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Six DARPA-funded research teams aim at revolutionizing noninvasive brain-machine interfaces

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DARPA Funds Ambi­tious Brain-Machine Inter­face Pro­gram (IEEE Spec­trum):

DARPA’s Next-Gen­er­a­tion Non­sur­gi­cal Neu­rotech­nol­o­gy (N3) pro­gram has award­ed fund­ing to six groups attempt­ing to build brain-machine inter­faces that match the per­for­mance of implant­ed elec­trodes but with no surgery what­so­ev­er.

By sim­ply pop­ping on a hel­met or head­set, sol­diers could con­ceiv­ably com­mand con­trol cen­ters with­out touch­ing a key­board; fly drones intu­itive­ly with a thought; even feel intru­sions into a secure net­work. While the tech sounds futur­is­tic, DARPA wants to get it done in four years … The N3 pro­gram fits right into DARPA’s high-risk, high-reward bio­med­ical tech port­fo­lio, includ­ing pro­grams in elec­tric med­i­cine, brain implants and elec­tri­cal brain train­ing. And the U.S. defense R&D agency is throw­ing big mon­ey at the pro­gram: Though a DARPA spokesper­son declined to com­ment on the amount of fund­ing, two of the win­ning teams are report­ing eye-pop­ping grants of $19.48 mil­lion and $18 mil­lion.

Plen­ty of non­in­va­sive neu­rotech­nolo­gies already exist, but not at the res­o­lu­tion nec­es­sary to yield high-per­for­mance wear­able devices for nation­al secu­ri­ty appli­ca­tions, says N3 pro­gram man­ag­er Al Emon­di of DARPA’s Bio­log­i­cal Tech­nolo­gies Office…“This is unchart­ed ter­ri­to­ry for DARPA, and the next step in brain-machine inter­faces,” says Emon­di. “If we’re suc­cess­ful in some of these technologies…that’s a whole new ecosys­tem that doesn’t exist right now.”

About the N3 program:

Six paths to the non­sur­gi­cal future of brain-machine inter­faces (DARPA):

Update: DARPA has award­ed fund­ing to six orga­ni­za­tions to sup­port the Next-Gen­er­a­tion Non­sur­gi­cal Neu­rotech­nol­o­gy (N3) pro­gram, first announced in March 2018. Bat­telle Memo­r­i­al Insti­tute, Carnegie Mel­lon Uni­ver­si­ty, Johns Hop­kins Uni­ver­si­ty Applied Physics Lab­o­ra­to­ry, Palo Alto Research Cen­ter (PARC), Rice Uni­ver­si­ty, and Tele­dyne Sci­en­tif­ic are lead­ing mul­ti­dis­ci­pli­nary teams to devel­op high-res­o­lu­tion, bidi­rec­tion­al brain-machine inter­faces for use by able-bod­ied ser­vice mem­bers.

The N3 teams are pur­su­ing a range of approach­es that use optics, acoustics, and elec­tro­mag­net­ics to record neur­al activ­i­ty and/or send sig­nals back to the brain at high speed and res­o­lu­tion. The research is split between two tracks. Teams are pur­su­ing either com­plete­ly non­in­va­sive inter­faces that are entire­ly exter­nal to the body or minute­ly inva­sive inter­face sys­tems that include nan­otrans­duc­ers that can be tem­porar­i­ly and non­sur­gi­cal­ly deliv­ered to the brain to improve sig­nal res­o­lu­tion.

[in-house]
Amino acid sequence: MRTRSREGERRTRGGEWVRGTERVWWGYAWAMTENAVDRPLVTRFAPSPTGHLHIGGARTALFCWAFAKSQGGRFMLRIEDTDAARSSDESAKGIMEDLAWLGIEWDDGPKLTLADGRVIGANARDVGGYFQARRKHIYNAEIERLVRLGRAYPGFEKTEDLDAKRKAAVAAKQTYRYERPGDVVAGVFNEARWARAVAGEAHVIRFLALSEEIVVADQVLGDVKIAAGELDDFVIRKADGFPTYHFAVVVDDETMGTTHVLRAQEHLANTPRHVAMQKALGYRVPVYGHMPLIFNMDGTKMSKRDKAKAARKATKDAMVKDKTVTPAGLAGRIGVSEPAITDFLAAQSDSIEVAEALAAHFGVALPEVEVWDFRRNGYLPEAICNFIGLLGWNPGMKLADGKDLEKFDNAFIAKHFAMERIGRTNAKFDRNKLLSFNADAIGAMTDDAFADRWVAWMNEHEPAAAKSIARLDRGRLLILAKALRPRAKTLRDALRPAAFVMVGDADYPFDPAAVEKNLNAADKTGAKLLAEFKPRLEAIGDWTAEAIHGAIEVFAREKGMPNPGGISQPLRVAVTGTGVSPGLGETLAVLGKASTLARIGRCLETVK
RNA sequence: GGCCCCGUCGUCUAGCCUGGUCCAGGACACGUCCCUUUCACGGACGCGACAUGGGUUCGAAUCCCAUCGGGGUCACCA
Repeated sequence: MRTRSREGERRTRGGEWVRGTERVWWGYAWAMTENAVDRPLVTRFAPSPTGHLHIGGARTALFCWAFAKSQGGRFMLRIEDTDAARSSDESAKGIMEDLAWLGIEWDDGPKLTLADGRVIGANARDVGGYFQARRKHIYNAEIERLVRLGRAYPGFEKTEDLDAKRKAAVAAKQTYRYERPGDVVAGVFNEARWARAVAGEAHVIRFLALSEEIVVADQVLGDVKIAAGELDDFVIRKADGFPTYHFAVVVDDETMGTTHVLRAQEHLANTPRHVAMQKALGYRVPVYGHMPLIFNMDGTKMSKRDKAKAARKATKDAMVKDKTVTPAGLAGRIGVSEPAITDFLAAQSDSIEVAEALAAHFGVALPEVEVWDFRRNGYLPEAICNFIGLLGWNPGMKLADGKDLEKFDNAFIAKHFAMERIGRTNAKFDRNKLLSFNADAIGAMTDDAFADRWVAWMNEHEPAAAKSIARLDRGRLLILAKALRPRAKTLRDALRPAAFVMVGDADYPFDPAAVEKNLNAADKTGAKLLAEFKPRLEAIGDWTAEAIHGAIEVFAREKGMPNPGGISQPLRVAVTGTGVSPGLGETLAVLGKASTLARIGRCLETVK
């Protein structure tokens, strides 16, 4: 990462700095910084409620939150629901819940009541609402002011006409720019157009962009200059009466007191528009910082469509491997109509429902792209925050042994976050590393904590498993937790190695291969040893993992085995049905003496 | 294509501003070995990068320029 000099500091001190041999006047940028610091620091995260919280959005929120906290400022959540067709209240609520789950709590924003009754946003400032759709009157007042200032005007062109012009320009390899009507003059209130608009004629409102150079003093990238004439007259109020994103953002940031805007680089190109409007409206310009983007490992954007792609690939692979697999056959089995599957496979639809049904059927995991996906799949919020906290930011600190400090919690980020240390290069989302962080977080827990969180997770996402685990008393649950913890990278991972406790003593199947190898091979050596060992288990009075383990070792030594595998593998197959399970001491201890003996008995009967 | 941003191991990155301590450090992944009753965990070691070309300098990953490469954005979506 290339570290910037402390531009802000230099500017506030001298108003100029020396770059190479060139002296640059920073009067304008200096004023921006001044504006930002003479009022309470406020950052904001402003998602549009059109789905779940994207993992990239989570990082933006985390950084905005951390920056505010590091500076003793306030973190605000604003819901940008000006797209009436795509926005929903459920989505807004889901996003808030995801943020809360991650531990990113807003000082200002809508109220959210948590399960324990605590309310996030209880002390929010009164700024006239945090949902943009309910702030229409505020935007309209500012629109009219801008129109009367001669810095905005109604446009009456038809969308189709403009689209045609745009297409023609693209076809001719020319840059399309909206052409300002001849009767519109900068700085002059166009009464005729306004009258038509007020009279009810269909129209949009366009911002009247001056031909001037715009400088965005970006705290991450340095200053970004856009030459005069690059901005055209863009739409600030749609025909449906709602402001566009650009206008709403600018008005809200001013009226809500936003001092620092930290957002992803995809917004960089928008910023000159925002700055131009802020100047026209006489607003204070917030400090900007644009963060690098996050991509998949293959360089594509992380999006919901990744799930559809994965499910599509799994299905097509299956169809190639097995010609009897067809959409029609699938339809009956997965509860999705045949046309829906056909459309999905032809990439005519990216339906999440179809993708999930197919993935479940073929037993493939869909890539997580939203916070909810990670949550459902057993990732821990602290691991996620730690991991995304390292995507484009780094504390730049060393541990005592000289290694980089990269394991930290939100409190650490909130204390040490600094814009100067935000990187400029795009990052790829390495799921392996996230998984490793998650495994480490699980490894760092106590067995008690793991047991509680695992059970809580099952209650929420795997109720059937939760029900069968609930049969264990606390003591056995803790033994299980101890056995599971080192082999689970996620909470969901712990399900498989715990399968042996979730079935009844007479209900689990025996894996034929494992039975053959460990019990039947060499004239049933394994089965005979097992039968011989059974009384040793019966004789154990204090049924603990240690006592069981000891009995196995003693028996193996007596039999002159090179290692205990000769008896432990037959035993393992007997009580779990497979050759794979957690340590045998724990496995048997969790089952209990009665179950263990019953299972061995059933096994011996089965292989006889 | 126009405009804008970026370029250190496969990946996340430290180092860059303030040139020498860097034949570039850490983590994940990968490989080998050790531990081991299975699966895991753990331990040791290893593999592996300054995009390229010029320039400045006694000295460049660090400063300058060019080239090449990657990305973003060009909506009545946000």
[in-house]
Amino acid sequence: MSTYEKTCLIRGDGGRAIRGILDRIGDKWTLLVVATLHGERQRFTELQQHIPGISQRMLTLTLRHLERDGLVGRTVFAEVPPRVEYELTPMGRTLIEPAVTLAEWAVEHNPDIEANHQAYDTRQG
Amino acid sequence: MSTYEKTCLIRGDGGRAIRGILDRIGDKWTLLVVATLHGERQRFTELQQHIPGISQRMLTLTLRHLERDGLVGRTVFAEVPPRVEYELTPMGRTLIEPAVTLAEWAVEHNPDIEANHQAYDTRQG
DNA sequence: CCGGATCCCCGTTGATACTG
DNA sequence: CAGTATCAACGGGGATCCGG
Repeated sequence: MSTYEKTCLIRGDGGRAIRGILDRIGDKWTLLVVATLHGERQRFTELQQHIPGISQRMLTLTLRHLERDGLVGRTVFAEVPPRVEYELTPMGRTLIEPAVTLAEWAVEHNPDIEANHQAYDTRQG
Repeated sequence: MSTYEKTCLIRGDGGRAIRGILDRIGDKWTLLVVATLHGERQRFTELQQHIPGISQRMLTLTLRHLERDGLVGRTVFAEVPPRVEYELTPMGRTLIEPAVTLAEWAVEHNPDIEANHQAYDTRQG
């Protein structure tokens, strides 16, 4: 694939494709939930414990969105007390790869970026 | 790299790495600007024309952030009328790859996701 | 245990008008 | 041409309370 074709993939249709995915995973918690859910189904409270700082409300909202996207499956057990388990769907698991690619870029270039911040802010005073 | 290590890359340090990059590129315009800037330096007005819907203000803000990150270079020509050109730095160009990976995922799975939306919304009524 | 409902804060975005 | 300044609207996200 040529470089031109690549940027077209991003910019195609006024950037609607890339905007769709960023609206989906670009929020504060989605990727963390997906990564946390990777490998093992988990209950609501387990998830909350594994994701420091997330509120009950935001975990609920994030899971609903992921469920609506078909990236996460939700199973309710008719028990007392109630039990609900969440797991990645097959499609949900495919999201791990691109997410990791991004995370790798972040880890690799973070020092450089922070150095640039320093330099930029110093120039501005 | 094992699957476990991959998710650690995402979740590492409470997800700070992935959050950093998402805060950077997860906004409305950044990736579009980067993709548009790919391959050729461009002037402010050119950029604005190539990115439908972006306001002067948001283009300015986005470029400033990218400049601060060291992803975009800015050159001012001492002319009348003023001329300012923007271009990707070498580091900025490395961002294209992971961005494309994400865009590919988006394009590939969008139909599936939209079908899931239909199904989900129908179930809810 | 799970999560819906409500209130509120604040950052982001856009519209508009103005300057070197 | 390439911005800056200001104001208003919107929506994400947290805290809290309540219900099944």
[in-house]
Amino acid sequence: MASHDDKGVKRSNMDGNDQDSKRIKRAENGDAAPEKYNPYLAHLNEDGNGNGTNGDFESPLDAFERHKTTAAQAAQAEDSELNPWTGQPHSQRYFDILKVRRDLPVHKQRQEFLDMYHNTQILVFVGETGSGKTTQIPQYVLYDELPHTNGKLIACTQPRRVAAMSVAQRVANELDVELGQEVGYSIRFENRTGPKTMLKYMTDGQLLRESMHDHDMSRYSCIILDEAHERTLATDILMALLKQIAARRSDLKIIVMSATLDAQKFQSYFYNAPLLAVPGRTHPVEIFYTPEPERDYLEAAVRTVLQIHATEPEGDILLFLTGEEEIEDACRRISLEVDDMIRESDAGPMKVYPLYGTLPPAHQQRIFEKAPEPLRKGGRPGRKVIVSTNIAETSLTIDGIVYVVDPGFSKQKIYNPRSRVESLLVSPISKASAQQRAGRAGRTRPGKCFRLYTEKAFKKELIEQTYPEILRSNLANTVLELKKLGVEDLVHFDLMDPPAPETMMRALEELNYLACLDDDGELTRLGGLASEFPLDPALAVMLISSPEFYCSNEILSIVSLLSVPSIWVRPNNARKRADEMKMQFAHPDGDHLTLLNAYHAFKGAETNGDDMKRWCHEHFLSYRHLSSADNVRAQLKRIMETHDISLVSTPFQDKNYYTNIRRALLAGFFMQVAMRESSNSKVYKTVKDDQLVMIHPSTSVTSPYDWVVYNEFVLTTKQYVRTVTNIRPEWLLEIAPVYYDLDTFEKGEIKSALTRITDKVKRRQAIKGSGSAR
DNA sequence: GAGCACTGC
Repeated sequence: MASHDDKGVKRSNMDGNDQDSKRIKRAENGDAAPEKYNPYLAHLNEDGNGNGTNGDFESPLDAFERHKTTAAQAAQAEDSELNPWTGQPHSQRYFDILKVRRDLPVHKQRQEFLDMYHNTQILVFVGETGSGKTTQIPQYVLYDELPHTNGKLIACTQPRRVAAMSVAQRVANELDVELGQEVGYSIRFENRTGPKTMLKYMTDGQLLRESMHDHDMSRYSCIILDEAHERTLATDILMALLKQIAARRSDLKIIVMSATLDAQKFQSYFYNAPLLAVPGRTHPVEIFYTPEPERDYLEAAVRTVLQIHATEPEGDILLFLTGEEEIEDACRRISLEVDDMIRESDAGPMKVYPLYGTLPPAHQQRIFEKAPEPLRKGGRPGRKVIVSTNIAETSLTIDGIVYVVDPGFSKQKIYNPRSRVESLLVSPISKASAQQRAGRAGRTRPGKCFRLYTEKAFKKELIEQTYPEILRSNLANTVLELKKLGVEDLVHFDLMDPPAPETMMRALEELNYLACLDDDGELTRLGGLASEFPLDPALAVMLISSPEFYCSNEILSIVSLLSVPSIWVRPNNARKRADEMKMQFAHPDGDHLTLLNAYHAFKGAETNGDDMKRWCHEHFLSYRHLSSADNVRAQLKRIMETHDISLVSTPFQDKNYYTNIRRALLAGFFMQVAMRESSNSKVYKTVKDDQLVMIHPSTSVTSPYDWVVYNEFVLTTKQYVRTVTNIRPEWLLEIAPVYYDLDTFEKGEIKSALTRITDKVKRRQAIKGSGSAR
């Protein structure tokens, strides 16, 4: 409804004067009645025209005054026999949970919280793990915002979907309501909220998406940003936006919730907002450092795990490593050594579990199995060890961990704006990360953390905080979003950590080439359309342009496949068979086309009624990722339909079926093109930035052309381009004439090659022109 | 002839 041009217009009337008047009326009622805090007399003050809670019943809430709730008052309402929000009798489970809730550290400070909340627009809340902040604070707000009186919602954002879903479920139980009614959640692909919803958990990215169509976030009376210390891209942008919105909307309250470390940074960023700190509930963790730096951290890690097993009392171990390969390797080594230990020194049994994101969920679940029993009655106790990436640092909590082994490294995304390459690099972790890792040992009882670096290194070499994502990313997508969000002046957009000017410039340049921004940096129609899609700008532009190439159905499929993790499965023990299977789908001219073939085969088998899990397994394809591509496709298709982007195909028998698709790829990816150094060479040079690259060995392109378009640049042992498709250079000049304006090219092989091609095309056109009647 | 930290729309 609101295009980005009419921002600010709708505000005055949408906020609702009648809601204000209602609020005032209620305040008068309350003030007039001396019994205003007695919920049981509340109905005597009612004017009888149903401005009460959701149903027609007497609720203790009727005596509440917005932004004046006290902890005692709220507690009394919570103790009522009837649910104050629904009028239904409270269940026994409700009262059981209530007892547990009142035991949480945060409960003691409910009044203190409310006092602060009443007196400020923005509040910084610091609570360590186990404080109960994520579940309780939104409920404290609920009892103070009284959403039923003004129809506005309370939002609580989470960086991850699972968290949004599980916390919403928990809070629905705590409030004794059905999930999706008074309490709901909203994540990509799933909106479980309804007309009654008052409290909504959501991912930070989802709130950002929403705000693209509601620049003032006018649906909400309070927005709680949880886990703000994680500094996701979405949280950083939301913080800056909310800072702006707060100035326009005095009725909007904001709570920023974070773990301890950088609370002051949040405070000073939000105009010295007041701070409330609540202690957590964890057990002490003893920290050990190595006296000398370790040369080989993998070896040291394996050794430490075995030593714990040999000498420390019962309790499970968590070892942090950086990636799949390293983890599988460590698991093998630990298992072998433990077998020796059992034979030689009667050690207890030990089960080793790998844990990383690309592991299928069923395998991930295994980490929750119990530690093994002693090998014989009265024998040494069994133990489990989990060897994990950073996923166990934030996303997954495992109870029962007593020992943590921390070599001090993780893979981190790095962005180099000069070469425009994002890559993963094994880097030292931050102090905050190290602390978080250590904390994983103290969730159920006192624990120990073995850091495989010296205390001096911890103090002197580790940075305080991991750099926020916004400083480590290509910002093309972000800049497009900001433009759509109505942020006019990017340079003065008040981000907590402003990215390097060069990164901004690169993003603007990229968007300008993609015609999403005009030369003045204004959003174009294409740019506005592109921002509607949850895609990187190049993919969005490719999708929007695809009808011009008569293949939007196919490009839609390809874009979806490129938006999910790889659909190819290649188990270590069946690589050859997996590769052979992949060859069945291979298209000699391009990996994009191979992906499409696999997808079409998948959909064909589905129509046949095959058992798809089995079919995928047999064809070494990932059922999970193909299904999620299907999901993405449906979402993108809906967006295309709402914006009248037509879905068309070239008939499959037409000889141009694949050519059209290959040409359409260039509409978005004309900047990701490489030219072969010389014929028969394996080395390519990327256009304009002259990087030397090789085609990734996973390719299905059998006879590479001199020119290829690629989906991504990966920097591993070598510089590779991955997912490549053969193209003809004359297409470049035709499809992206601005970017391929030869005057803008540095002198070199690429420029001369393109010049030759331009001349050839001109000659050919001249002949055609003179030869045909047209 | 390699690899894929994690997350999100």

• The Bat­telle team, under prin­ci­pal inves­ti­ga­tor Dr. Gau­rav Shar­ma, aims to devel­op a minute­ly inva­sive inter­face sys­tem that pairs an exter­nal trans­ceiv­er with elec­tro­mag­net­ic nan­otrans­duc­ers that are non­sur­gi­cal­ly deliv­ered to neu­rons of inter­est. The nan­otrans­duc­ers would con­vert elec­tri­cal sig­nals from the neu­rons into mag­net­ic sig­nals that can be record­ed and processed by the exter­nal trans­ceiv­er, and vice ver­sa, to enable bidi­rec­tion­al com­mu­ni­ca­tion.
  • The Carnegie Mel­lon Uni­ver­si­ty team, under prin­ci­pal inves­ti­ga­tor Dr. Pulk­it Grover, aims to devel­op a com­plete­ly non­in­va­sive device that uses an acous­to-opti­cal approach to record from the brain and inter­fer­ing elec­tri­cal fields to write to spe­cif­ic neu­rons. The team will use ultra­sound waves to guide light into and out of the brain to detect neur­al activ­i­ty. The team’s write approach exploits the non-lin­ear response of neu­rons to elec­tric fields to enable local­ized stim­u­la­tion of spe­cif­ic cell types.
  • The Johns Hop­kins Uni­ver­si­ty Applied Physics Lab­o­ra­to­ry team, under prin­ci­pal inves­ti­ga­tor Dr. David Blod­gett, aims to devel­op a com­plete­ly non­in­va­sive, coher­ent opti­cal sys­tem for record­ing from the brain. The sys­tem will direct­ly mea­sure opti­cal path-length changes in neur­al tis­sue that cor­re­late with neur­al activ­i­ty.
  • The PARC team, under prin­ci­pal inves­ti­ga­tor Dr. Krish­nan Thya­gara­jan, aims to devel­op a com­plete­ly non­in­va­sive acous­to-mag­net­ic device for writ­ing to the brain. Their approach pairs ultra­sound waves with mag­net­ic fields to gen­er­ate local­ized elec­tric cur­rents for neu­ro­mod­u­la­tion. The hybrid approach offers the poten­tial for local­ized neu­ro­mod­u­la­tion deep­er in the brain.
  • The Rice Uni­ver­si­ty team, under prin­ci­pal inves­ti­ga­tor Dr. Jacob Robin­son, aims to devel­op a minute­ly inva­sive, bidi­rec­tion­al sys­tem for record­ing from and writ­ing to the brain. For the record­ing func­tion, the inter­face will use dif­fuse opti­cal tomog­ra­phy to infer neur­al activ­i­ty by mea­sur­ing light scat­ter­ing in neur­al tis­sue. To enable the write func­tion, the team will use a mag­ne­to-genet­ic approach to make neu­rons sen­si­tive to mag­net­ic fields.
  • The Tele­dyne team, under prin­ci­pal inves­ti­ga­tor Dr. Patrick Con­nol­ly, aims to devel­op a com­plete­ly non­in­va­sive, inte­grat­ed device that uses micro opti­cal­ly pumped mag­ne­tome­ters to detect small, local­ized mag­net­ic fields that cor­re­late with neur­al activ­i­ty. The team will use focused ultra­sound for writ­ing to neu­rons.

The News in Context:

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